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Introduction | Bear Market Considerations | Calculate Your Survival | How to Handle a Bear Market

Keep in Mind

While we can try to provide a theoretical explanation for the dynamics of market declines, this is no replacement for first-hand knowledge of the market. You have to experience the heartbreak and upset stomach of a bear market to fully understand it.

Some things to keep in mind:

  1. A bear market is not a market crash. While market declines are popularly associated with rapid, catastrophic losses such as the Crash of 1929, most bear markets are not so dramatic. During the period from January 1973 to September 1974, the S&P Index dropped from a high of 121.74 to a low of 60.96 -- a loss of almost 50% in value. But this did not happen in a single, dramatic loss. It was a long, grinding decline stretched out over 21 months. Although there is no exact definition of a bear market in terms of length of time and amount of loss, it is generally agreed that a bear lasts for a period of months or years and involves a market loss of 15% or more.
  2. If you invest over a long period, chances are you'll see one or more bear markets. Although the early 1990s saw some brief lagging periods in the stock market, there really hasn't been a sizable or lengthy bear market for over a decade. No one knows when this trend will end, but based on history and the cyclical nature of markets, we can expect that it will end sometime.
  3. Market timing is no more effective in a bear market than at any other time. Since we're talking about a gradual decline, it might seem that you can easily "jump out" of the stock market and avoid the worst of a bear market -- simply sell off when it's clear that things are turning downward. But it's never clear that a trend will continue. Occasionally, short-term "corrections" do occur, in which the market drops but then recovers quickly. These drops can set off fears that the market might be heading into a bear period. But in such cases it would be a mistake to sell in order to avoid further decline, because the market does recover.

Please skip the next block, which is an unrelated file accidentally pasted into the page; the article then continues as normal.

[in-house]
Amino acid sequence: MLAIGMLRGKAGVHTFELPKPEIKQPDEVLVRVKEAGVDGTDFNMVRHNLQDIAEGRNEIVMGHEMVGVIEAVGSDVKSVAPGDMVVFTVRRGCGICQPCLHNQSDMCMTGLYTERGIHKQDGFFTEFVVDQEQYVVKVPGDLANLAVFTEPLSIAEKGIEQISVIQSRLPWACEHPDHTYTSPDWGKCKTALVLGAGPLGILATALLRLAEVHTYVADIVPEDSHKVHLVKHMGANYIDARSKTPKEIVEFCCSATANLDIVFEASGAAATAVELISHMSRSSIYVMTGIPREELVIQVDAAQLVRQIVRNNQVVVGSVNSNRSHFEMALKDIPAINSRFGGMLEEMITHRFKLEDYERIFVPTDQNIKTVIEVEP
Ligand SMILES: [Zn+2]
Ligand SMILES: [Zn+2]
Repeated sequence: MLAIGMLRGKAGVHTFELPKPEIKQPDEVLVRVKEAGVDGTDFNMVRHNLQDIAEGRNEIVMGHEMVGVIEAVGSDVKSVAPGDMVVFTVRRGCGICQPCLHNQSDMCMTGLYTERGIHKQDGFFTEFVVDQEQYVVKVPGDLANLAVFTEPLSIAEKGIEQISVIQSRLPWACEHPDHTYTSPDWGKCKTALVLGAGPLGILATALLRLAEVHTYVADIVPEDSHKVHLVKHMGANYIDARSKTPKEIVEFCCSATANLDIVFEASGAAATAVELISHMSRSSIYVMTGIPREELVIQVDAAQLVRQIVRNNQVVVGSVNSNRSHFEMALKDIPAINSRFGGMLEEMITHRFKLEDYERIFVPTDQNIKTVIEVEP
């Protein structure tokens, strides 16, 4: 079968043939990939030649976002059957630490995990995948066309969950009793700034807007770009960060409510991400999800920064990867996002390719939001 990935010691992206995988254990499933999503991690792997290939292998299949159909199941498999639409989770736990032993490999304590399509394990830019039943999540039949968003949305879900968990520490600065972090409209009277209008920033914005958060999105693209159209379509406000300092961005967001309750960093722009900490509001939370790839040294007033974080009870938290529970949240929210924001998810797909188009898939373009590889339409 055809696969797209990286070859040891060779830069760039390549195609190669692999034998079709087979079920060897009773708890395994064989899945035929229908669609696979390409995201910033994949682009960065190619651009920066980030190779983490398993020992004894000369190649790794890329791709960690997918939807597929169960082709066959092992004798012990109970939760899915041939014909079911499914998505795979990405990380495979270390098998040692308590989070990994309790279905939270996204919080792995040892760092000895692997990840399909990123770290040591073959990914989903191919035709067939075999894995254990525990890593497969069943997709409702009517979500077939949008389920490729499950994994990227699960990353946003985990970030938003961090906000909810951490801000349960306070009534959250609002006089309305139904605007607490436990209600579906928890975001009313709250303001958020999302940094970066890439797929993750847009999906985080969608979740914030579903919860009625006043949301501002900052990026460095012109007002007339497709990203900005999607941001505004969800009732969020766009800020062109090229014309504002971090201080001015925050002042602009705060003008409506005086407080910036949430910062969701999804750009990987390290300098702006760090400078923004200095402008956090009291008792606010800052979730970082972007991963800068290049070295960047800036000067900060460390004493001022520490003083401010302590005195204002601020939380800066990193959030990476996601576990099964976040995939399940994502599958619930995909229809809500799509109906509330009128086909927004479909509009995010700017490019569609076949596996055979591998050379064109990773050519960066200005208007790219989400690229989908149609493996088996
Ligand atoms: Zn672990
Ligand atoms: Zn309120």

4. Loss is inevitable. There really aren't any tricks you can play to guarantee the value of your investment won't decline in a bear market. Fortunately, a sound investment plan should allow you to weather bad times without an undue amount of loss. To get an idea of what it's like to invest during a bear market, meet....

The Great Bear of the Seventies

The information provided here is intended to help you understand the general issue and does not constitute any tax, investment or legal advice. Consult your financial, tax or legal advisor regarding your own unique situation and your company's benefits representative for rules specific to your plan.
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